Well, Well, Well – Damian Raedler Has Left the Albion Park Building – Now Finally the Trots Might Turn a Profit


The reports out of the Albion Park bunker are that Executive Manager Damian Raedler, the one time telecom technician to the stars and TAB agent to the bizarre, who lead the club to a record six successive years of financial losses and slashed its asset base by a third, has left the Yulestar Street building forever, and in quite a hurry too they say.

Our spies tell us that the new energy brought to the boardroom table by recently elected banker Brad Steele and businessman Greg Mitchell wasn’t quite to the comfort-loving Mr Raedler’s taste, so rather than up the tempo and pace of his management of the place he did what incompetent bosses who’ve had it too good for too long do in situations like these.

Bailed out.


The word is that when do little Damian submitted his resignation to the board meeting held last week more than a few club directors had to restrain from smiling, but it didn’t stop them from saying ‘Thanks for losing us all that dough Bucko. Resignation accepted, notice period waived, now get on your bike”.

One wag around town is suggesting that the club build a well in the middle of the infield at the creek, whack a singlet around it and a comb-over on top, and call it Damian in honour of the great man’s service.

Another joker likes the idea, but takes it a step further by advocating that the club create a unique annual race for aged claimers in honour of Raedler’s service to harness racing at the Creek. He wants them to call it the ”Remembering Damian Raedler’s Handicap”, and suggests that instead of paying prize money to the connections of the winner the club instead give them ten thousand dollars in cash to throw down the well.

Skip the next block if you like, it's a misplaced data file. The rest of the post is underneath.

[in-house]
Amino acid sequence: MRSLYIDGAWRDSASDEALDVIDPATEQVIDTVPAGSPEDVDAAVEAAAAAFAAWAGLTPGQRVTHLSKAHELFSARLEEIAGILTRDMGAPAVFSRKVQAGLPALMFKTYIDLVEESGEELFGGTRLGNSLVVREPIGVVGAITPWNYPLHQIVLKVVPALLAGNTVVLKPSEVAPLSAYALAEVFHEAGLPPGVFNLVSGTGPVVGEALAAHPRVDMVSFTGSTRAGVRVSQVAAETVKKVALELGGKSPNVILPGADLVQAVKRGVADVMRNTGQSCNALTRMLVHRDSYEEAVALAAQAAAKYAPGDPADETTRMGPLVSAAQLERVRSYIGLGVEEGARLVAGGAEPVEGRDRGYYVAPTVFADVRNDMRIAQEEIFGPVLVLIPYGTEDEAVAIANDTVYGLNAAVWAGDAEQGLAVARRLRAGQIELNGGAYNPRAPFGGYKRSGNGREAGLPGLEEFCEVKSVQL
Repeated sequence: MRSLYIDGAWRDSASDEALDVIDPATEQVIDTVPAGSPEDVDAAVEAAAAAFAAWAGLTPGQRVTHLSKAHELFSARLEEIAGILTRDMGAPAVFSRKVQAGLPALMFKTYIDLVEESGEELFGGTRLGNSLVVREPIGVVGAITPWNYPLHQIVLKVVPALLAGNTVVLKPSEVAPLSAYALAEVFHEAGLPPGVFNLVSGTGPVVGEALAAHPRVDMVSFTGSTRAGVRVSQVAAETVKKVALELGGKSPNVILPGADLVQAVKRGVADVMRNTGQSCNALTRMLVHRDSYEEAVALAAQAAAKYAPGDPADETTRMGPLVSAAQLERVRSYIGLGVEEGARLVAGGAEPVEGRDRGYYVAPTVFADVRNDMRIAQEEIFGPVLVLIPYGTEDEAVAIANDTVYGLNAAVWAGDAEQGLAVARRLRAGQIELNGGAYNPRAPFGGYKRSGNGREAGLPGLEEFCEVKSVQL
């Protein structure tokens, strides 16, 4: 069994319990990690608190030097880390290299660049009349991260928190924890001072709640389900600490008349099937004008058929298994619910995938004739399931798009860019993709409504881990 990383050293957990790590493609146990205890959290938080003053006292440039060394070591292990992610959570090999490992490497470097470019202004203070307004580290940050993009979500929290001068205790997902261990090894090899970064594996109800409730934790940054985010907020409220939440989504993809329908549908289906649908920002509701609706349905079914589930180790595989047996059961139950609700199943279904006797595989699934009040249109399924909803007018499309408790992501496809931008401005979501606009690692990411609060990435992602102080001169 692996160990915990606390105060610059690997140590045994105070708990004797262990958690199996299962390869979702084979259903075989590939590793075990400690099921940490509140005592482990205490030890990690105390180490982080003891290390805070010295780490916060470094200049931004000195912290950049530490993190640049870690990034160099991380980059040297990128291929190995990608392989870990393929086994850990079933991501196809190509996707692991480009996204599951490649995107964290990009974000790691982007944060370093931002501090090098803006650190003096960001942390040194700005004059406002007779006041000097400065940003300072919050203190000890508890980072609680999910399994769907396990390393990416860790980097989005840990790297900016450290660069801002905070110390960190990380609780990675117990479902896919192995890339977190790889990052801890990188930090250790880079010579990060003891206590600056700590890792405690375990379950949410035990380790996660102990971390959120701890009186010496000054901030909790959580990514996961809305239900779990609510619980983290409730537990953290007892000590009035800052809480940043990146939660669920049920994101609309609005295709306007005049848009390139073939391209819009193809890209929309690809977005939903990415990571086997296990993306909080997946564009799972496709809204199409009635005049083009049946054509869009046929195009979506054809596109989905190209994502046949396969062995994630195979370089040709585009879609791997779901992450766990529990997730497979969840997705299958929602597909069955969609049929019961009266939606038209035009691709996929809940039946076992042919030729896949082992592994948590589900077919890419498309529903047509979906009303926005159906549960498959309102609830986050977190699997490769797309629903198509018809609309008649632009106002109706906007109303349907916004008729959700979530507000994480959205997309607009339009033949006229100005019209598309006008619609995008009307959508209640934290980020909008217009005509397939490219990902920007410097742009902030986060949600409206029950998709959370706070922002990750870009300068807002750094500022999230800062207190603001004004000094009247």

Albion Park Chairman David Fowler – who is yet to publicly announce the departure of the club’s long-term leader – wasn’t available for comment. He’s probably down at the pokies.

Finance Manager Kylie Deegan has stepped into the acting role as Chief Executive while a nation wide search for Raedler’s replacement is undertaken. As a former Suncorp manager she knows how to balance a set of accounts, so with a bit of luck – and as long as Raedler doesn’t do another Nellie Melba – this year the club’s books might actually end up in the black.